Libya militias commit ‘mounting war crimes’: amnesty

Pro-government and rebel militias vying for control of western Libya are committing war crimes including torturing detainees and targeting civilians.

Pro-government and rebel militias vying for control of western Libya are committing war crimes including torturing detainees and targeting civilians.

Pro-government and rebel militias vying for control of western Libya are committing war crimes including torturing detainees and targeting civilians, Amnesty International said Thursday.

Libya is being rocked by fighting between militias in the west and in second city Benghazi, where troops are trying to dislodge Islamists who control most of what was the cradle of the 2011 uprising that ousted dictator Moamer Kadhafi.

Amnesty said militias in the west showed “an utter disregard” for civilian casualties and accused them of indiscriminately lobbing artillery fire into crowded civilian neighbourhoods, damaging homes and hospitals.

“In today’s Libya, the rule of the gun has taken hold,” said Hadj Sahraoui, deputy director for Amnesty’s Middle East and North Africa programme.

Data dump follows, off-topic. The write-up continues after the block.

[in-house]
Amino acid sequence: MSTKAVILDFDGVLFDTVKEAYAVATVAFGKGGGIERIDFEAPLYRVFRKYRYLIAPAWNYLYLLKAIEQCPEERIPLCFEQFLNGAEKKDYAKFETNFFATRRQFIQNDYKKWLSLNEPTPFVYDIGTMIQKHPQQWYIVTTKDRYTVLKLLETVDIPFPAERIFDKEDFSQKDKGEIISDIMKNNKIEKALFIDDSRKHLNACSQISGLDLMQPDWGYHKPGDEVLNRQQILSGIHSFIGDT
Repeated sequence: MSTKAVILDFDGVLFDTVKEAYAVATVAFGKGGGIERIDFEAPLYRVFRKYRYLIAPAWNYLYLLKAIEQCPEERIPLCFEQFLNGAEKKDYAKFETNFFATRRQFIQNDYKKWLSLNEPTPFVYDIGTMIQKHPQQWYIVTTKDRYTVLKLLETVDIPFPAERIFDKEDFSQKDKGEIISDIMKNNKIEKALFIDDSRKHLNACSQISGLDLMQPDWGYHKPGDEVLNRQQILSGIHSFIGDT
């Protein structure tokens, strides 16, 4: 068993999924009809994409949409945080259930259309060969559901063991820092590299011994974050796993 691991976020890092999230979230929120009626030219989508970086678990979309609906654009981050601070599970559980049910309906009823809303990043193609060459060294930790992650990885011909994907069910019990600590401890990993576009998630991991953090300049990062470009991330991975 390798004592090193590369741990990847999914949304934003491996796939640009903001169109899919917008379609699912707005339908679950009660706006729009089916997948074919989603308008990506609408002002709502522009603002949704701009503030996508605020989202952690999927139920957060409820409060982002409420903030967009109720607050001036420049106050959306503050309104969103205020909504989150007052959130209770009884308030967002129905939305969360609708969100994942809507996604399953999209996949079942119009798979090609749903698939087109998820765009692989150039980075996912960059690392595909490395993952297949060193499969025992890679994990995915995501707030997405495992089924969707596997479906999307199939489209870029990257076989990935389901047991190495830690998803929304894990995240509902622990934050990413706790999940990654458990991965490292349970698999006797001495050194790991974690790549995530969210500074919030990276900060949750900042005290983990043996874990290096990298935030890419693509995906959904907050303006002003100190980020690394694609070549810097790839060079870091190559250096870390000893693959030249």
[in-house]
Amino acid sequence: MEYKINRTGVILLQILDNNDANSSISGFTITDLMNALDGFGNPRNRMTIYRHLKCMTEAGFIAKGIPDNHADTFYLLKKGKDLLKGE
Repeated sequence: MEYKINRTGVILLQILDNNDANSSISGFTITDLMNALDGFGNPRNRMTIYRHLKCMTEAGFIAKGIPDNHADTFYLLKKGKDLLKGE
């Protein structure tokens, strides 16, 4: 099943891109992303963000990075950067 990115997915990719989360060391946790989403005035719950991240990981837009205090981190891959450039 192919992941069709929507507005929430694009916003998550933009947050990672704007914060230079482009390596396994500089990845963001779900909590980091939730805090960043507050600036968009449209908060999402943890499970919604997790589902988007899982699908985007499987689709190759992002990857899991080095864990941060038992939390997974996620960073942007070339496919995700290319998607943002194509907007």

“Armed groups and militias are running amok, launching indiscriminate attacks in civilian areas and committing widespread abuses, including war crimes, with complete impunity.”

Since the 2011 revolution that ousted dictator Moamer Kadhafi, the authorities in the North African nation have failed to stamp their authority on the militias that fought in the uprising.

Earlier this month, the United Nations called for a truce between government-backed forces and Islamist militias in Benghazi and in western Libya, but fighting continues unabated.

Amnesty said members of Fajr Libya — an Islamist-led militia alliance that seized Tripoli at the end of August — and pro-government groups from the western city of Zintan had both fired on civilian areas and engaged in tit-for-tat abductions during skirmishes since July.

“Fighters on all sides in this conflict have fired GRAD rockets and artillery in crowded civilian neighbourhoods,” Sahraoui said.

Amnesty also listed cases of armed groups abducting and torturing “scores of civilians” based on their place of origin or perceived political affiliation.

Alleged torture included a truck driver who was abducted from the town of Zawiya, beaten with a metal bar and given electric shocks before being doused in petrol and set alight.

In another case, a wounded fighter was kidnapped while being transferred to Tunisia for medical treatment and “shot with a gun most likely to the back of the head,” Amnesty said.

It called on armed groups to cease abductions and civilian targeting and warned that militia leaders could eventually be tried for war crimes by the International Criminal Court.

“In the absence of accountability, the human rights situation in Libya is likely to continue its downward spiral,” Sahraoui said.

 
 
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